Calvin Seminary's month-long program for 35 students from the US and Canada includes an overseas excursion. The students come to the campus for 20 days of learning activities – discussions applying Christian thought to contemporary issues, and service projects in the city – and then head off to Turkey for 10 days to explore the early Christian church.

According to one participant, the 1,900 miles covered in Turkey "made me realize the passion and dedication that Paul must have had to have traveled all those miles ... and that I need to have a similar passion and be willing to go wherever God leads."

Most teens selected for the programs are clearly achievers, but they are also diverse. "For some, their congregations have been the center of their lives," says Fred Edie, director of the Duke Youth Academy. "But others are edgier students who have very serious theological issues, such as whether the Scriptures are historically true."

Most programs weigh in on the creationism-evolution debate, and teens often want to discuss questions relating to non-Christian faiths, given the diversity in their high schools.

While Duke has ties to the United Methodist Church, this year teens came from several mainline denominations and 22 states. Recognizing that people learn in different ways, the program offers artistic and service opportunities along with theological reflection, and involves students in design of worship services. Baptism was the central theme.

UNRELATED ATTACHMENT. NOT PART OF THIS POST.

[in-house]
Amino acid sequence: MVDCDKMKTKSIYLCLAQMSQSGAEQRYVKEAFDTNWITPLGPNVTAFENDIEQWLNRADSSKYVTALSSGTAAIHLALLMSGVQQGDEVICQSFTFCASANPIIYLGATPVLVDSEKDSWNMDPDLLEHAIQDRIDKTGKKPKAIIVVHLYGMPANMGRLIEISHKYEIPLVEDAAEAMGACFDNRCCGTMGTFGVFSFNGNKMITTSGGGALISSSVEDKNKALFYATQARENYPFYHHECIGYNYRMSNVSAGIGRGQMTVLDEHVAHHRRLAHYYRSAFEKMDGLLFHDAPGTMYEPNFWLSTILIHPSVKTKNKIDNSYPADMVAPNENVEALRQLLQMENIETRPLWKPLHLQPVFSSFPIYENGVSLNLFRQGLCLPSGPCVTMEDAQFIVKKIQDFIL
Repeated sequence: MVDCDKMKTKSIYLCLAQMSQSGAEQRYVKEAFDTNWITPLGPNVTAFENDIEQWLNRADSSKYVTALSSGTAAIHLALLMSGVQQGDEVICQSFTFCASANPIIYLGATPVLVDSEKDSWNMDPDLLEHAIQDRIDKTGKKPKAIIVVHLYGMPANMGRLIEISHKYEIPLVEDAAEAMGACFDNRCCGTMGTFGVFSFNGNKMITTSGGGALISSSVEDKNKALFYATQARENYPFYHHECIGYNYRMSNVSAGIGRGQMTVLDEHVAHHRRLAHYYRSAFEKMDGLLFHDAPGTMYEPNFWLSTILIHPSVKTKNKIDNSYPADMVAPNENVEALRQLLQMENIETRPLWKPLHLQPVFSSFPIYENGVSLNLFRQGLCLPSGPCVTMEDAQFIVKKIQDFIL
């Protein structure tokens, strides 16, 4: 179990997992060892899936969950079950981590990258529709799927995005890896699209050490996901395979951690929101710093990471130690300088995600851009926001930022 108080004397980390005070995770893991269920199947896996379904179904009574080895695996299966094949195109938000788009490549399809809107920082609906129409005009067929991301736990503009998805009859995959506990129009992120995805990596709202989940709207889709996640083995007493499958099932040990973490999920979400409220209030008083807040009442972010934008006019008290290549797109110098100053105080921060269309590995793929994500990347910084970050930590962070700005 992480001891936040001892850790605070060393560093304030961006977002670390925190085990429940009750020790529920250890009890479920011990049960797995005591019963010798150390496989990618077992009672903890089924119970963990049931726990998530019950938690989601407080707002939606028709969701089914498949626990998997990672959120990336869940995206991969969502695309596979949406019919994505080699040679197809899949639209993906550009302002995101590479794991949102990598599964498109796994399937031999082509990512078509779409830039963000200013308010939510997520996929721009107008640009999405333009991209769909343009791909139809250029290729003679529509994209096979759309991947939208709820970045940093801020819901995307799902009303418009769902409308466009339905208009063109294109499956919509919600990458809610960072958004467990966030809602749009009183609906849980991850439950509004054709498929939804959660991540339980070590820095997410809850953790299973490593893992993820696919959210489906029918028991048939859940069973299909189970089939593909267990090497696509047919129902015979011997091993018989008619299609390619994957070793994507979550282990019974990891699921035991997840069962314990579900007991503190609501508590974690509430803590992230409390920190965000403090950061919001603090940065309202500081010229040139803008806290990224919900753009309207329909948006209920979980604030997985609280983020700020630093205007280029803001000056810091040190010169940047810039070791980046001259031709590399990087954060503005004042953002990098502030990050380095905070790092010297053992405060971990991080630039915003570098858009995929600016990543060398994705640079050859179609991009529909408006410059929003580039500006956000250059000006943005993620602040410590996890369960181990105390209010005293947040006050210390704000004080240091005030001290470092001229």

Brit Collins, a soccer player and class president from Knoxville, Tenn., found the camaraderie with teens and adult mentors a boon – "people facing the same issues and dealing with the same problems."

He's seriously considering becoming a pastor, and he appreciated the focus on baptism. "You realize you are joined in a family now, and, as a Christian, you need to step up and take part and serve others, not just yourselves and immediate family."

This sense of vocation is also the focus at St. John's, where Catholic teens reflect on who they are and how they are called to serve. "Vocation is the place where your deep gladness meets the world's deep need," one speaker told them.

St. John's takes a team approach, involving an adult, typically a parish youth minister, and two teens from the same parish, says program director Jeffrey Kaster. The teams come for two summer programs. The adult works on a master's degree in pastoral ministry while the teens study theology and learn leadership skills.

Together they design and carry out a service project at home during the year in between. The young women from Fargo found it an exhilarating experience. When they learned of the pending arrival of the Sudanese youths, they decided they needed to raise money to buy them coats and other winter apparel. Their planning indicated they'd need about $4,000.

"We told parishioners about our plans after all the masses, and hung tags with coats and boots and shoes on a tree we use for donations," says Melissa. With the help of local radio and TV interviews, they raised all the money within a month. They went with the 42 young refugees to help buy the coats. They then raised another $2,500 so that each one had some money to buy Christmas presents.

The Sudanese youths live together in six homes, and the church has set up a committee to keep in touch and be available if the young men need any help.

"Now they are like our brothers," Nicole says. "I went into this with the mind-set that we were helping them, but with their culture and background, we've gotten so much more out of it – it's a real eye-opener."

The teens enjoyed the theological training just as much. In the latest St. John's survey, 79 percent of participants termed those classes "excellent." Many said it was the best experience of their lives.

As one commented: "God is big. It's a simple thought, but it goes a long way if you really have faith in it. Suddenly, things don't seem as challenging."